sult of the visit of James Baker of Spo
kane, who had come to settle the trouble
in Nanaimo, Duusmuir, who is very
stubborn when he decides on anything,
started at once to head off the affiliation,
and gave notice that on April 1st the
mines at LaJysmith and Extension
would close down, thus throwing over
1000 men out of work.
At the same time be discharged seven
men, the prime movers in the affiliation.
This angered the miners and they at
once sto; ped work, pending the arrival
of Baker, who bad in the meantime left
for Sjokane. This move of Dunsmuir's
has caused consternation among busi
ness circles on Vancouver ialaud, but
Friday Dunsmuir caused still greaterex
citment by an interviev, in which he
used decidedly heated words. He said :
"I will never recognize the Western
Federation of Miners. Rather than do
so, I will close the mines at Extension
and keep them closed for years. I will
not place my property at the mercy of
a lot of agitators,"
His interview is practically an official
statement of his position to the public.
Concluding, he said : "I have always
been ready to meet a committee repre
senting any grievance which my miners
have had. What advantage is there to
be gained by joining the Western Fed
eration? The miners have the. rip'jt
even to strike if they think propert
without joining that body."
Senator Mulkey's Lecture.
Senator B. F. Mulkey, president of
the Ashland Normal School, lectured to
an appreciative audience in the Chris
tian church Saturday evening, March 21,
his subject being "Alexander Hamilton.
Hon. Binger Hermann, in a short but
eloquent speech, introduced Mr. Mul
key to the audience. Mr. Mulkey's ad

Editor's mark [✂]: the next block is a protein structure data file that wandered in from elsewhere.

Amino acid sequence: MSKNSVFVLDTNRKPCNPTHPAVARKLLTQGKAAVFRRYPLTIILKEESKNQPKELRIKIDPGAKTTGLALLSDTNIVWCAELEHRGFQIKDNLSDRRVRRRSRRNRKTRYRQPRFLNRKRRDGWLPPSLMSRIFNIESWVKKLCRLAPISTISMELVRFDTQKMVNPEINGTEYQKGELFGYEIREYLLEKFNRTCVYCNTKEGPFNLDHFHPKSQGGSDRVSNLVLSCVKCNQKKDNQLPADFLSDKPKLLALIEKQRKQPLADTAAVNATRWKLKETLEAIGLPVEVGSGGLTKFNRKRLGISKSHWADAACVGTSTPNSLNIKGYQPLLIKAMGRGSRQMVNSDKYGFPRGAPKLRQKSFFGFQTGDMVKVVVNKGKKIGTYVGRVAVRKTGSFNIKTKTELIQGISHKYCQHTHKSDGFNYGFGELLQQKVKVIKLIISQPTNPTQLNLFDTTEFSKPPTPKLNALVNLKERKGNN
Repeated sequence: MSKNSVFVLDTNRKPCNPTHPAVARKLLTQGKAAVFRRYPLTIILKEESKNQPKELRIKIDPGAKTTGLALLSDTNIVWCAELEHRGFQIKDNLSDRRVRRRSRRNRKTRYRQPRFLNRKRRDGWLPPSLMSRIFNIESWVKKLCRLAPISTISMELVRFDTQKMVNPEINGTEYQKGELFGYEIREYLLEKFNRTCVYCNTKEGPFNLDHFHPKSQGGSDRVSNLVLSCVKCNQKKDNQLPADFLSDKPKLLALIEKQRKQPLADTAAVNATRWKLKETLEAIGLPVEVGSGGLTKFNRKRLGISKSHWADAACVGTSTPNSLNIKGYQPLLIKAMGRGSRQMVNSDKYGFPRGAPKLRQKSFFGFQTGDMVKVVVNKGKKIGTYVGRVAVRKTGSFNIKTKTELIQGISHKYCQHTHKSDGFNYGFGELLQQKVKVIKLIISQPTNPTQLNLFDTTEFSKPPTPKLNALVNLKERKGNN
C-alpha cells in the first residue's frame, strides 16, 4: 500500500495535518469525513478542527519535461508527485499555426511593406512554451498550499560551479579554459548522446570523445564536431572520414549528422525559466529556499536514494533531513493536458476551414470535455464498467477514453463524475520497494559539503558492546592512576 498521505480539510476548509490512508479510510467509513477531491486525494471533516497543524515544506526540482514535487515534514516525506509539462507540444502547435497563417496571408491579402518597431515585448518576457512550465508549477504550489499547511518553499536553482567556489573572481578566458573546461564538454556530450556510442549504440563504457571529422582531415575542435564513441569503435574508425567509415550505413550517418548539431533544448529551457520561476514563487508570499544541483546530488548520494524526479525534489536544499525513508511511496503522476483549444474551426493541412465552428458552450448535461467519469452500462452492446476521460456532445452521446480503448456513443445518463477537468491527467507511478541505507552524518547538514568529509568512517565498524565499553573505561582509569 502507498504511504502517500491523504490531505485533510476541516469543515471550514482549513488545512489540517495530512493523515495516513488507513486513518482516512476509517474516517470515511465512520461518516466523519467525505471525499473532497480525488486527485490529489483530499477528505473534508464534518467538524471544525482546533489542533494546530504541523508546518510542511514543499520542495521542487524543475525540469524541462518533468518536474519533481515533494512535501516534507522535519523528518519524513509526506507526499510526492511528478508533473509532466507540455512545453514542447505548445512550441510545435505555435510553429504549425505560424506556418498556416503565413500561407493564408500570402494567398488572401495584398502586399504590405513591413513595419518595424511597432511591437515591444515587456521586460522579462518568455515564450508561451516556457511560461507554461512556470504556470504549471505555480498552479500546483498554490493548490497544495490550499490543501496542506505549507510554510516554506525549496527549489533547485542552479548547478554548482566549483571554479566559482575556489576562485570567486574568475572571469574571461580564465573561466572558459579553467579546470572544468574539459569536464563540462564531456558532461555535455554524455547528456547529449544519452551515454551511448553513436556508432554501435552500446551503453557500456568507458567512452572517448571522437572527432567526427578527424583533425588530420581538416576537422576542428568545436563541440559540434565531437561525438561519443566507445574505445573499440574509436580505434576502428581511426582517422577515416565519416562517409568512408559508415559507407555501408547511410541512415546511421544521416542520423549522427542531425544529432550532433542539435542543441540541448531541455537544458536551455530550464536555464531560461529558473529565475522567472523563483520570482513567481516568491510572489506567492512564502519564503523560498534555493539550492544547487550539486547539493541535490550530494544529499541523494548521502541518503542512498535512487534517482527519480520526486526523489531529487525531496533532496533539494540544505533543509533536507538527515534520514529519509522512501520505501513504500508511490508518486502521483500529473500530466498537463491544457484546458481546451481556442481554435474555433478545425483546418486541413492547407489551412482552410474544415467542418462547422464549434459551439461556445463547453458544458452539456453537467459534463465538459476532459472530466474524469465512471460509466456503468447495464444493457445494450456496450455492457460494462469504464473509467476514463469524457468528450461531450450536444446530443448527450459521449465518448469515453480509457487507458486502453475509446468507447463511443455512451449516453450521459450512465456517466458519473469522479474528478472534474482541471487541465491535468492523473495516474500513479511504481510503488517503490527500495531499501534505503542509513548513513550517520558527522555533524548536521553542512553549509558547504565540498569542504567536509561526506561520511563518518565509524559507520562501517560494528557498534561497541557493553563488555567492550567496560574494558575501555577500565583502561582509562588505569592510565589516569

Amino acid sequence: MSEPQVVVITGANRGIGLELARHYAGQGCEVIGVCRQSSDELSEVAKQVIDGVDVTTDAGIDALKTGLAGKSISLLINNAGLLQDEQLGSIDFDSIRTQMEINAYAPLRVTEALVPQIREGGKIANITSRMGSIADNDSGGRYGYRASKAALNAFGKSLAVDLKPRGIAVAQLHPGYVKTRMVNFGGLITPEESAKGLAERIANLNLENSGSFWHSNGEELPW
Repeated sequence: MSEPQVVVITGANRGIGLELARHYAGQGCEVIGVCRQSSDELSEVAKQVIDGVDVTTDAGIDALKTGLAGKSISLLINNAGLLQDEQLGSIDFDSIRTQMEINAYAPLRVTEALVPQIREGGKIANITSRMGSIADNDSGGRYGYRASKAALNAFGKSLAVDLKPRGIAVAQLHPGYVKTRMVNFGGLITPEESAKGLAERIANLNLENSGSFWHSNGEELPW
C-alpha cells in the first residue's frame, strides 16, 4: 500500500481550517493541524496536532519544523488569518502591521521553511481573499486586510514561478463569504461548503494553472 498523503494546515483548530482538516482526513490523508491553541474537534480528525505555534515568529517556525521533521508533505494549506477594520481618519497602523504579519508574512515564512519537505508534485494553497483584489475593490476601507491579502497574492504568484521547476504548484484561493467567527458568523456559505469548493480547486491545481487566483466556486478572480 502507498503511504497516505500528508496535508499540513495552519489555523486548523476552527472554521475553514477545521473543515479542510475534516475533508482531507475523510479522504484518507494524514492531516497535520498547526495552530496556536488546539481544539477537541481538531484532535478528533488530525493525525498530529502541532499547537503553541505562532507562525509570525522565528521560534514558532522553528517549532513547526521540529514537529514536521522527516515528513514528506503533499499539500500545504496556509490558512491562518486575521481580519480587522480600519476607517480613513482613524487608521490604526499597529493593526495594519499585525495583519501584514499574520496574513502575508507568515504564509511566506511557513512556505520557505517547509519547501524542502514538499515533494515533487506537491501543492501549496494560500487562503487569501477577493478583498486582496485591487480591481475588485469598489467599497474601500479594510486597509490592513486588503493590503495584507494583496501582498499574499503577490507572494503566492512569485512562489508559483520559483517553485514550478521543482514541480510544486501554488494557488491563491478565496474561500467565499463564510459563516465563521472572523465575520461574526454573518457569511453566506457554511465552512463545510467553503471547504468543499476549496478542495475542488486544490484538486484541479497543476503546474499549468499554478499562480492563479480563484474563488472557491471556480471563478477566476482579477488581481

dress showed evidence of careful prepa
ration, and was delivered in his usual
eloquent and forcible style. The audi
ence was not large, but it was well
pleased with the lecture and ith the
lecturer. Six members and ex-members
of the State legislature were pres
A quarter-block near center of the
town, containing two good houses, rent
al f 27 a month. Also two desirable
building lots. The lots can be had sop
ratsly if desired. Apply to
I). S. K Bnr k.
Cot Strike Commission Report.
The salient points in the report mwle
to President Roosevelt and given lo
the public- last Saturday, of the A n
thraciteCoal Strikj Commission's awaid
made pnblicis aa follows: The miners
are given a general increase in wages, i n
most instances amounting to 10 percent,
the incroase to take effect from Novem
ber 1; 1902, aud all arreHges now duo to
btfpaid by June 1, 1903. With the
schedule thus provided as a manimum,
a sliding scale is established basod on
the price of coal, the minors to have an
increase of one per cent in pay for each
five cent increase in the selling price of
the product. Certain decreases in time
of work are granted, in some instances
to eight hours, in others to nine, the
men to receive extra pay for overtime.
All future disputes are to be referred to
a Board of Conciliation to constat of six
persons, three to be appointed by an or
ganization representing a majority of